3 – Think about safety features
One of your biggest concerns as a new parent is always going to be keeping your baby safe. When you have this tiny, vulnerable infant to look after it can be overwhelming thinking about what you need to do to ensure their safety. Here are some things to consider:
The first thing to consider is baby’s furniture. Since they will be in their crib a lot of the time this is a good place to start. The general consensus is that you should buy a new crib when you have a baby. It used to be commonplace for cribs to be passed down the generations; however as safety standards improve and regulations change, when you buy new you know you’re getting the most up to date and safest model out there.
If you buy your nursery furniture collection new from a store specialising in baby furniture, you’ll get lots of variety too, so it’ll be easy to get your baby’s room looking just how you want it.
Another serious issue with baby safety is choking hazards. Within a few months of life, babies will be reaching out and grabbing things and one particular thing to be aware of is nappy bags. Tragic incidents have happened in the past where babies have grabbed nappy bags that have been close to their crib and choked on them. It might not be something you have to think about right away, but it’s good practice to always keep these things out of reach.
A bit later on when your baby is more mobile, window safety will become a top priority.
Thousands of children fall from windows each year, so avoid putting anything close to windows that toddlers or young children can climb up on.
It’s also worth keeping windows locked with a key, especially in childrens’ bedrooms.
You might even want to consider replacing your windows for child safe models. If you’re looking to upgrade anyway then new windows can also save you money by not losing as much heat in winter. These kinds of windows could even include a large bottom window that doesn’t open at all, with smaller top windows that you can safely open just a few inches. This allows you go get air into the room without a child being able to climb out.
Medicines and chemicals
Another safety concern with kids are medicines and chemicals.
Again, kids are crawling around and mobile before you know it. So instead of waiting until they get to this stage, get into the habit now of putting these things in a safe place. High up shelves or locked cupboards tend to be good spots for things like medicines or cleaning products containing chemicals.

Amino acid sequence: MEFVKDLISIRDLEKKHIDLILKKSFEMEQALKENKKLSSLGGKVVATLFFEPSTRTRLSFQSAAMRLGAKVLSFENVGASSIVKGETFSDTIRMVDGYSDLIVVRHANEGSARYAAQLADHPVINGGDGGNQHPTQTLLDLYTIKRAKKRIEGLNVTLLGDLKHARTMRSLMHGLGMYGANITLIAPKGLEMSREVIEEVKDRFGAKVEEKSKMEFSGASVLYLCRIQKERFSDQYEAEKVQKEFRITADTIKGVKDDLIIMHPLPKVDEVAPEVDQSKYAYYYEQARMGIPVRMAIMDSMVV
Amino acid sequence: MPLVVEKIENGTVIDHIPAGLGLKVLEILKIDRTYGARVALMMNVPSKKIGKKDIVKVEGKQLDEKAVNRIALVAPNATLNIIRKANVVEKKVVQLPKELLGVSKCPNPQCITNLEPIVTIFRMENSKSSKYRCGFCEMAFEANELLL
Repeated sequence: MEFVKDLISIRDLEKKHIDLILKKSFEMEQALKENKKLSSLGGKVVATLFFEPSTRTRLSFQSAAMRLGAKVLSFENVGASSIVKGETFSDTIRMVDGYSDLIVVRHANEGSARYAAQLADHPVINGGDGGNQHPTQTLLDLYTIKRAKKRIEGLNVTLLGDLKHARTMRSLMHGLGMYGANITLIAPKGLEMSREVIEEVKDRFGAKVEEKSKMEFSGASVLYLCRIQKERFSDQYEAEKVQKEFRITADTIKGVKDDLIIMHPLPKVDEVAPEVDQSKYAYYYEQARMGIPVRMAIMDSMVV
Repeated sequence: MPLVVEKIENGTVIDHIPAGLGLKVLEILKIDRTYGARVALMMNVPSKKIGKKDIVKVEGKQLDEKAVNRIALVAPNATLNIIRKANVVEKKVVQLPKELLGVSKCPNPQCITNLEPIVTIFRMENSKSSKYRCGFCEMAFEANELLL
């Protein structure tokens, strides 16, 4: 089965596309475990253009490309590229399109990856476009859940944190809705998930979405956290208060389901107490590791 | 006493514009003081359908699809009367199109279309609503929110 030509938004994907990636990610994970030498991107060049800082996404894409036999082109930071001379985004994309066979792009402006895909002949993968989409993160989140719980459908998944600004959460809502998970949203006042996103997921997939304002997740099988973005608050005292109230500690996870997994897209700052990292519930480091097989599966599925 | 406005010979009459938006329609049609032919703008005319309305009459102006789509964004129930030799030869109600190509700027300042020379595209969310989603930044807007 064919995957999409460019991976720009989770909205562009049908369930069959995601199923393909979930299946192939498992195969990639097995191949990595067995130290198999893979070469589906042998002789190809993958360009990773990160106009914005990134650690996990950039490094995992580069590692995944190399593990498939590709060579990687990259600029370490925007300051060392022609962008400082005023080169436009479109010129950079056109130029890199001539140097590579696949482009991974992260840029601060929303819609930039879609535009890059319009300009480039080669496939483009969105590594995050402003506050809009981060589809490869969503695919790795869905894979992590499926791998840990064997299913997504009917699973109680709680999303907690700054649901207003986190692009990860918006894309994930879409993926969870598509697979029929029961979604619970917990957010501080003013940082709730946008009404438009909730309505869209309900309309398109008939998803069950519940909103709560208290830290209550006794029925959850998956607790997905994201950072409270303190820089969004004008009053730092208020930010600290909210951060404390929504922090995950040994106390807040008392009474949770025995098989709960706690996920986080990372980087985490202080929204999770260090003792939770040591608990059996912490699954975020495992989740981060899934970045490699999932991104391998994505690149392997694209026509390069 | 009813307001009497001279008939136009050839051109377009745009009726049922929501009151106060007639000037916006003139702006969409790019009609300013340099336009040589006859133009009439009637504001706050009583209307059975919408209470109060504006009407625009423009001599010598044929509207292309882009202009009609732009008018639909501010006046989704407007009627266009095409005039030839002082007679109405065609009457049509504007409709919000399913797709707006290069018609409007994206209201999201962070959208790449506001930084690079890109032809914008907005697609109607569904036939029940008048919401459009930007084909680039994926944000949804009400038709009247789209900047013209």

4 – Don’t Forget The Garden
Having some outside space to play in can be really beneficial for children. Again, while it might be a year or so until your baby will be able to enjoy their outdoor surroundings, it’s something you could start early on – especially if it’s a big job.
Here are 4 tips for things you can do to get your garden ready for your child:
- Remove any brambles, overgrown trees and toxic plants
- Consider filling in any ponds or fencing them off to ensure your child’s safety.
- Lay down some turf, a hardwearing grass seed blend will serve you and your family well over the years. It’s a soft place where they can play, roll around and enjoy the warm weather.
- Consider adding features like a sand pit, a baby swing, or slide too.
If you want to add pretty flowers and plants to your garden, having them in hanging baskets or raised beds can be a good idea. This stops them from getting pulled out and trampled by an energetic toddler a little later on!
Generally getting your outside space in good order will make it family friendly and give you the opportunity to make memories together when the weather is nice.
Preparing Your Home For Baby – A Final Word
There’s so much to think about during pregnancy. As well as buying all kinds of essentials, you have to emotionally prepare yourself for becoming a mother or a father. Your career and work schedule will change, your priorities will change and your friendships and relationships will probably change too.
However having a baby and becoming a parent is one of the best things in the world; babies give you a completely new lease of life and everything really does change for the better.
So preparing your home for baby is something you can do right now – whilst you’ve still got a bit of spare time on your hands and before the fun really starts!